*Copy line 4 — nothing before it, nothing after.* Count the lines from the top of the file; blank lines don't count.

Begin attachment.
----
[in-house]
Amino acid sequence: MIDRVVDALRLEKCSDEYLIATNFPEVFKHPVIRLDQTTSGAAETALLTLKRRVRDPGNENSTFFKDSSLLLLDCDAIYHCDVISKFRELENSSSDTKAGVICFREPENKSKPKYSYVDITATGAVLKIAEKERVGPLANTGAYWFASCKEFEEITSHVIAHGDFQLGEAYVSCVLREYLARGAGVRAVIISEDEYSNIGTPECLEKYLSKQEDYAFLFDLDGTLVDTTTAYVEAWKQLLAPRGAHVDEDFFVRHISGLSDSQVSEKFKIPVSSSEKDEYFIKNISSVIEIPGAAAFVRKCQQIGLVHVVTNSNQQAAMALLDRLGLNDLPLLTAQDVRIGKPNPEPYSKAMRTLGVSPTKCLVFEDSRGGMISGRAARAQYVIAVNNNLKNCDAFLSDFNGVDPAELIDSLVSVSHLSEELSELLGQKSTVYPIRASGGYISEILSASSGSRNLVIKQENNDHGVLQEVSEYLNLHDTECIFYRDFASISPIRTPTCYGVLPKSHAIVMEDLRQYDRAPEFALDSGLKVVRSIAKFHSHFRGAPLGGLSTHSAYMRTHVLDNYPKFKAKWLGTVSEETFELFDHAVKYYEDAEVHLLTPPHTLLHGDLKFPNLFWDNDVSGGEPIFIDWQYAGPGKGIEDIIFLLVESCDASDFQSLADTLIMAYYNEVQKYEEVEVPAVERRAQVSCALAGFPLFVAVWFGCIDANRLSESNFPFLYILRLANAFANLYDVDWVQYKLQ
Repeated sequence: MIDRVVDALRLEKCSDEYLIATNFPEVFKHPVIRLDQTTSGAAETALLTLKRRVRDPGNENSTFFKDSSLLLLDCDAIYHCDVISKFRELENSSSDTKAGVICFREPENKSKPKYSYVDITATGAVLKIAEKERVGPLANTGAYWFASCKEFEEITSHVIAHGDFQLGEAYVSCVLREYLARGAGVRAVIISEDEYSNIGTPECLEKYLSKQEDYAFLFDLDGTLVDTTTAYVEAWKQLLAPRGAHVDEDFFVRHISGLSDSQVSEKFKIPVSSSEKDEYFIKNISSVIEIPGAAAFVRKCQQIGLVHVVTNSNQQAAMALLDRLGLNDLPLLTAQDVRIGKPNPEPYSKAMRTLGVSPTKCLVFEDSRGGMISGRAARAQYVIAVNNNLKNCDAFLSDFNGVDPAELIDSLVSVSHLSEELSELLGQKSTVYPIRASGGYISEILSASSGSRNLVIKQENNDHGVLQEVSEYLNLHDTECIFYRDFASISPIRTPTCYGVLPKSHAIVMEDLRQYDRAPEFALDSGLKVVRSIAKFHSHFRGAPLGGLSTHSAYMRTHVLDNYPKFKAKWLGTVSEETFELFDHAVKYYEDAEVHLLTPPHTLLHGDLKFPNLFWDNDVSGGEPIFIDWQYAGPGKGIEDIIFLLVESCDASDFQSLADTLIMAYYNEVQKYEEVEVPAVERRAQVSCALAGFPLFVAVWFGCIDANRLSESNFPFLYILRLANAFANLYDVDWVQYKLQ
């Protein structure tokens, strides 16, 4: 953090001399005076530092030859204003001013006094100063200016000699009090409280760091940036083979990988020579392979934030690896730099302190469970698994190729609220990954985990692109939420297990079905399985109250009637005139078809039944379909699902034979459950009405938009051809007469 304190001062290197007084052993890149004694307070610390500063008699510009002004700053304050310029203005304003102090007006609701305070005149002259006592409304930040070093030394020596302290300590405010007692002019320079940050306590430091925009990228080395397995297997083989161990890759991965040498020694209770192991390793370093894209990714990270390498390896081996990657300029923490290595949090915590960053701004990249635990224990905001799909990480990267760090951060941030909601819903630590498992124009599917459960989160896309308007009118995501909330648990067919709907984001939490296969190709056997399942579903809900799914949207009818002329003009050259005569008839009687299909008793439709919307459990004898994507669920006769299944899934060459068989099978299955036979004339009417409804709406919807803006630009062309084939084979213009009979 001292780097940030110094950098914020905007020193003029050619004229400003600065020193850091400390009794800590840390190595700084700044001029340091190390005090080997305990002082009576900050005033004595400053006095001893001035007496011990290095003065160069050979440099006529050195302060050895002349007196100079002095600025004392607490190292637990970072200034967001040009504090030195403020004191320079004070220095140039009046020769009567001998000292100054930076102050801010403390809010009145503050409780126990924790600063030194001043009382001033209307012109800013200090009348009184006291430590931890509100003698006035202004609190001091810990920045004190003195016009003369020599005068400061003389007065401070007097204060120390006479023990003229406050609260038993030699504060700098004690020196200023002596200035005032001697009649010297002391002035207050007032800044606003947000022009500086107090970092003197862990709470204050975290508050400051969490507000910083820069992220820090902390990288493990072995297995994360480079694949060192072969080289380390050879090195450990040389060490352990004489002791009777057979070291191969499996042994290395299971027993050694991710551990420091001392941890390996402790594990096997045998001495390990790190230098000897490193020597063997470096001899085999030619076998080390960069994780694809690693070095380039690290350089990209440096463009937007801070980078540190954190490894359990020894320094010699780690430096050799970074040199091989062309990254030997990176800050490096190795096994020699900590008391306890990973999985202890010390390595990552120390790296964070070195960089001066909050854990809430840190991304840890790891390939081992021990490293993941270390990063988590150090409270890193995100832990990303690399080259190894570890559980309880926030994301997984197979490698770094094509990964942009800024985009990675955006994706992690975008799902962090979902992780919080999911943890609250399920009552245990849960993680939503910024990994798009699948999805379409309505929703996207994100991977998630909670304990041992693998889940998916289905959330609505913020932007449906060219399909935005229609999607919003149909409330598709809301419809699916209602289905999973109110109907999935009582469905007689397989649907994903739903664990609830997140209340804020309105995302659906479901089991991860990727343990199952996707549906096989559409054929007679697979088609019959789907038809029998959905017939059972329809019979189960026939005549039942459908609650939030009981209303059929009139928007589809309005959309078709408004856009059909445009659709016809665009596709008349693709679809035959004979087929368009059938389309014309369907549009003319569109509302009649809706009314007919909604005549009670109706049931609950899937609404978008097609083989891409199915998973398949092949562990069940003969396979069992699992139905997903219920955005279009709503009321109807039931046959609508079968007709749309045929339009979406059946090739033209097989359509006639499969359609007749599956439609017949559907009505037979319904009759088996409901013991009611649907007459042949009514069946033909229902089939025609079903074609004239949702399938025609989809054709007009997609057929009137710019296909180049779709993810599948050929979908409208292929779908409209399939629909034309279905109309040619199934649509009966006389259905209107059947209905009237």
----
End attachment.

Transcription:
């Protein structure tokens, strides 16, 4: 953090001399005076530092030859204003001013006094100063200016000699009090409280760091940036083979990988020579392979934030690896730099302190469970698994190729609220990954985990692109939420297990079905399985109250009637005139078809039944379909699902034979459950009405938009051809007469 304190001062290197007084052993890149004694307070610390500063008699510009002004700053304050310029203005304003102090007006609701305070005149002259006592409304930040070093030394020596302290300590405010007692002019320079940050306590430091925009990228080395397995297997083989161990890759991965040498020694209770192991390793370093894209990714990270390498390896081996990657300029923490290595949090915590960053701004990249635990224990905001799909990480990267760090951060941030909601819903630590498992124009599917459960989160896309308007009118995501909330648990067919709907984001939490296969190709056997399942579903809900799914949207009818002329003009050259005569008839009687299909008793439709919307459990004898994507669920006769299944899934060459068989099978299955036979004339009417409804709406919807803006630009062309084939084979213009009979 001292780097940030110094950098914020905007020193003029050619004229400003600065020193850091400390009794800590840390190595700084700044001029340091190390005090080997305990002082009576900050005033004595400053006095001893001035007496011990290095003065160069050979440099006529050195302060050895002349007196100079002095600025004392607490190292637990970072200034967001040009504090030195403020004191320079004070220095140039009046020769009567001998000292100054930076102050801010403390809010009145503050409780126990924790600063030194001043009382001033209307012109800013200090009348009184006291430590931890509100003698006035202004609190001091810990920045004190003195016009003369020599005068400061003389007065401070007097204060120390006479023990003229406050609260038993030699504060700098004690020196200023002596200035005032001697009649010297002391002035207050007032800044606003947000022009500086107090970092003197862990709470204050975290508050400051969490507000910083820069992220820090902390990288493990072995297995994360480079694949060192072969080289380390050879090195450990040389060490352990004489002791009777057979070291191969499996042994290395299971027993050694991710551990420091001392941890390996402790594990096997045998001495390990790190230098000897490193020597063997470096001899085999030619076998080390960069994780694809690693070095380039690290350089990209440096463009937007801070980078540190954190490894359990020894320094010699780690430096050799970074040199091989062309990254030997990176800050490096190795096994020699900590008391306890990973999985202890010390390595990552120390790296964070070195960089001066909050854990809430840190991304840890790891390939081992021990490293993941270390990063988590150090409270890193995100832990990303690399080259190894570890559980309880926030994301997984197979490698770094094509990964942009800024985009990675955006994706992690975008799902962090979902992780919080999911943890609250399920009552245990849960993680939503910024990994798009699948999805379409309505929703996207994100991977998630909670304990041992693998889940998916289905959330609505913020932007449906060219399909935005229609999607919003149909409330598709809301419809699916209602289905999973109110109907999935009582469905007689397989649907994903739903664990609830997140209340804020309105995302659906479901089991991860990727343990199952996707549906096989559409054929007679697979088609019959789907038809029998959905017939059972329809019979189960026939005549039942459908609650939030009981209303059929009139928007589809309005959309078709408004856009059909445009659709016809665009596709008349693709679809035959004979087929368009059938389309014309369907549009003319569109509302009649809706009314007919909604005549009670109706049931609950899937609404978008097609083989891409199915998973398949092949562990069940003969396979069992699992139905997903219920955005279009709503009321109807039931046959609508079968007709749309045929339009979406059946090739033209097989359509006639499969359609007749599956439609017949559907009505037979319904009759088996409901013991009611649907007459042949009514069946033909229902089939025609079903074609004239949702399938025609989809054709007009997609057929009137710019296909180049779709993810599948050929979908409208292929779908409209399939629909034309279905109309040619199934649509009966006389259905209107059947209905009237």